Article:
Forecast for the Total Solar Eclipse on July 22, 2009

By: Dr. Rob Carver , 10:40 AM GMT on July 21, 2009

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A total solar eclipse is going to occur over Asia, moving eastwards towards and across the Pacific Ocean around 0000 GMT on July 22. Here's the path of totality according to NASA


Figure 1. Plot of totality (Dark blue circles) and partial eclipse coverage (aqua line) from NASA

There's one catch about this particular eclipse, it's over the tropics in summer. Now if you're planning a field campaign to study tropical cirrus from thunderstorm anvils, this is the ideal season and location. But if you're trying to look at the eclipse (using eyesafe techniques!) from the ground, these high clouds can be a problem. In fact, NASA made this plot of average cloudiness to illustrate the point.


Figure 2. Plot of average cloud cover around the eclipse path from NASA

However, this is only a climatology based on observations. What's the forecast? Well, here's the GFS forecast of MSL pressure and precipitation valid for 00Z July 22, 2008


Figure 3. GFS forecast of MSL pressure and precipitation for 00Z July 22

Why am I looking at forecast precipitation instead of forecast cloud cover? Well, the GFS is a global model and isn't the best choice to represent the evolution of high clouds that are the result of thunderstorms. Instead, I'm using the model to assess where convection is likely and use my judgement as to how much cloud cover will be present.

With that in mind, here's the forecast for cloud coverage along the eclipse track. Apologies to my readers in China, I don't know the proper province names.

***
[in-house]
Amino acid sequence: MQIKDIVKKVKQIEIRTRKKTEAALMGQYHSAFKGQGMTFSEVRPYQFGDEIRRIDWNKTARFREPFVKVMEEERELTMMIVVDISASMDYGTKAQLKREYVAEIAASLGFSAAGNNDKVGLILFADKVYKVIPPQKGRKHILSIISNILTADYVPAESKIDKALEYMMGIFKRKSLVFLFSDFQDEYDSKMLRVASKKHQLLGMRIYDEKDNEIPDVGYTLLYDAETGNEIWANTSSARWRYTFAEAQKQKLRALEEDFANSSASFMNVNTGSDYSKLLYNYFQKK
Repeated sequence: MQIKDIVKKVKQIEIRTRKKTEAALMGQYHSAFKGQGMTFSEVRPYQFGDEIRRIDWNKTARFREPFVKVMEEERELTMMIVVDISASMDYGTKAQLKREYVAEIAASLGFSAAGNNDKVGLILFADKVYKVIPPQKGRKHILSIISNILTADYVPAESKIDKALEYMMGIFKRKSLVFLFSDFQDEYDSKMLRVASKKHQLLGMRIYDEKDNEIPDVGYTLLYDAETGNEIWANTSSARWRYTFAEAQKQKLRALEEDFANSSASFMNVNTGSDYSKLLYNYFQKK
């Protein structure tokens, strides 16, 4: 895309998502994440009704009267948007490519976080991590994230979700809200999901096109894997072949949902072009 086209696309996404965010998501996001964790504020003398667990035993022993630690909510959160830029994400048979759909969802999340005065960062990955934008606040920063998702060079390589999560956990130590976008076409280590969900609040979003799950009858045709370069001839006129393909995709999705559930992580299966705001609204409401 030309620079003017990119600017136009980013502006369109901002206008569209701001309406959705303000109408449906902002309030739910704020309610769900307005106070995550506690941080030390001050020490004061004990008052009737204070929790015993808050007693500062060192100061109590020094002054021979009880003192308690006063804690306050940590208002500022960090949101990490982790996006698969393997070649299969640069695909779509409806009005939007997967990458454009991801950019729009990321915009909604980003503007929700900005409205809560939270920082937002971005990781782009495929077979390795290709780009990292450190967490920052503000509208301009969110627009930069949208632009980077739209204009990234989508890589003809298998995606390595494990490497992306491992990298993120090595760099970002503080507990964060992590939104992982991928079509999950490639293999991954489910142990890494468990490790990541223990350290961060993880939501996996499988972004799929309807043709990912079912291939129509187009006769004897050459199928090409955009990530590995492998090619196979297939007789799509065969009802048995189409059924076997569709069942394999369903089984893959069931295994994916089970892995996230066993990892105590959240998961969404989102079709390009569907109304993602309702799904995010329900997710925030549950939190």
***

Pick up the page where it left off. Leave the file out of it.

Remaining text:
India NE into Tibet/China: +50% chance of high clouds obscuring the eclipse.

China just east of the Tibetan plateau: Might actually be clear viewing of the eclipse

Rest of the eclipse path east to Shanghai: +70% chance of high clouds or actual storms blocking the view. The subtropical jet is just along the eclipse path here and it's providing dynamic forcing for storms

From Shanghai east through the Ryushu islands of Japan: +70% chance of clouds and/or storms. The subtropical jet is here as well.

Iwo Jima and neighboring islands: Looks like good viewing. The subtropical jet pulls to the North, carrying the clouds away, and stray clouds from the Inter Tropical Convergence Zone (ITCZ) are to the east.

Enewetak Atoll: The GFS is indicating scattered thunderstorms in a broad area just including and to the east of this atoll. Based on previous satellite imagery and the clearing of storms to the west, I'm predicting +30% chance of high clouds obscuring the eclipse.

The Kiribati islands: +50% chance of obscured viewing. These islands are in the heart of the ITCZ and the GFS is indicating more extensive thunderstorm coverage than for Enewetak.

If you're lucky enough to be in a place to see this eclipse, be sure to take a few photos and share them with everybody using WunderPhotos.



Note: For more information about this eclipse and to see where I obtained the eclipse graphics, visit eclipse.gsfc.nasa.gov

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2. Spetrm
1:30 PM GMT on July 21, 2009
Nice forecast, way to use the GFS, good call!
Member Since: June 9, 2007 Posts: 410 Comments: 9857
1. Tazmanian
1:12 PM GMT on July 21, 2009
well ca see this???
Member Since: May 21, 2006 Posts: 5091 Comments: 115454

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About rcarver

Rob is the Research and Development Scientist for Weather Underground. He has a Ph.D. in meteorology from Penn State University.

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